• Fun! Who says yoga has to be earnest and quiet all the time? Aerial Yoga is a great way to spice up your practice, challenge the body, and make new friends.

Aerial Yoga Poses

Some Aerial Yoga poses draw inspiration from traditional yoga sequences, while others are inspired by aerial circus disciplines. Aerial Yoga poses include:

  • Anti-Gravity Warrior I and Warrior II: These asanas can be adapted in a couple of ways. For example, the weight of the front leg can rest in the yoga hammock with the back foot on the floor. If the yoga hammock has additional straps, the Warrior poses can also be performed entirely off the ground, with feet resting in the straps.
  • Easy Pose: An accessible beginner pose where the practitioner sits upright in the yoga hammock, with their legs crossed and their back against one side of the hammock.
  • Inverted Bow Pose and Wheel: Aerial Yoga is a fun way to add a twist to your backbends. For instance, you can use the yoga hammock to support your back in Wheel Pose. If your backbend practice is more advanced, you may opt for the Inverted Bow Pose, with your chest facing up, the back across the hammock, and hands and feet connected.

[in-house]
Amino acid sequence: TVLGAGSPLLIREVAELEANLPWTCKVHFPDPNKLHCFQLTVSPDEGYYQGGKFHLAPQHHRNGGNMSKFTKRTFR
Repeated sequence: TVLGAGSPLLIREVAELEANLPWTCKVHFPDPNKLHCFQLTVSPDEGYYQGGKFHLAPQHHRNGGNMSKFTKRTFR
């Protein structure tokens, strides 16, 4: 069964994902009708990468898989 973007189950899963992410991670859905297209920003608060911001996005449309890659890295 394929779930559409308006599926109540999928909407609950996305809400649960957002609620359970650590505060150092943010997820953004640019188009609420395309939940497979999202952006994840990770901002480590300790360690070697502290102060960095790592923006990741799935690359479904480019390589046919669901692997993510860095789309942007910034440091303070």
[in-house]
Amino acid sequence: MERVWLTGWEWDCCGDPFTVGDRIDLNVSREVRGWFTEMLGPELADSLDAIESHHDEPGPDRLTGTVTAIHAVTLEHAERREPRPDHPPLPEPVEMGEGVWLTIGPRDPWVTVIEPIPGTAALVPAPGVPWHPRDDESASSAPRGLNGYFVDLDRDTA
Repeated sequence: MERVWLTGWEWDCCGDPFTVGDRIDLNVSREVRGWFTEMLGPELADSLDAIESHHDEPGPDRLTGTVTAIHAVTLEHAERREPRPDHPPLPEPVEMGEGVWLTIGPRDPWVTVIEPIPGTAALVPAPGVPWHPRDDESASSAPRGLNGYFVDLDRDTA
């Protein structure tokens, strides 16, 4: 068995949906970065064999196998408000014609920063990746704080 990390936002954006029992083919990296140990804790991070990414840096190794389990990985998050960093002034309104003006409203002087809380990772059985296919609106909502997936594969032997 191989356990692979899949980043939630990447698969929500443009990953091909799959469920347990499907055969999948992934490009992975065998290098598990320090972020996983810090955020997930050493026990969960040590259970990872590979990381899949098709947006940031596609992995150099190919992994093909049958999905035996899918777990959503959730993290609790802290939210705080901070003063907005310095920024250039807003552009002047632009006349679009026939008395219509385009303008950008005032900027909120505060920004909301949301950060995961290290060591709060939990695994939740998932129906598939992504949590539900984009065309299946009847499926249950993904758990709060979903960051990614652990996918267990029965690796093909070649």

• Aerial Downward Facing Dog: Similar to Aerial Wheel Pose, you can support some of the weight in Downward Dog by placing a yoga hammock at the hip flexor area. An additional variation is to float your feet off the ground.
  • Bound Angle and Inverted Bound Angle: To enhance these poses, the yoga hammock is wrapped around the feet, ankles, and hips, bringing the heels close to the groin and opening the hips. In the inverted variation, the practitioner hangs upside down, which allows the spine to decompress.

How to Practice Aerial Yoga

If you have never tried Aerial Yoga before, it is important to do it with proper supervision. Find a studio that provides this type of yoga and book a beginner-friendly session.

Bear in mind that just like with other types of yoga, you may want to try Aerial Yoga in different places or with different instructors to find the pace that suits you. This is especially important if you have any special circumstances that may affect your practice.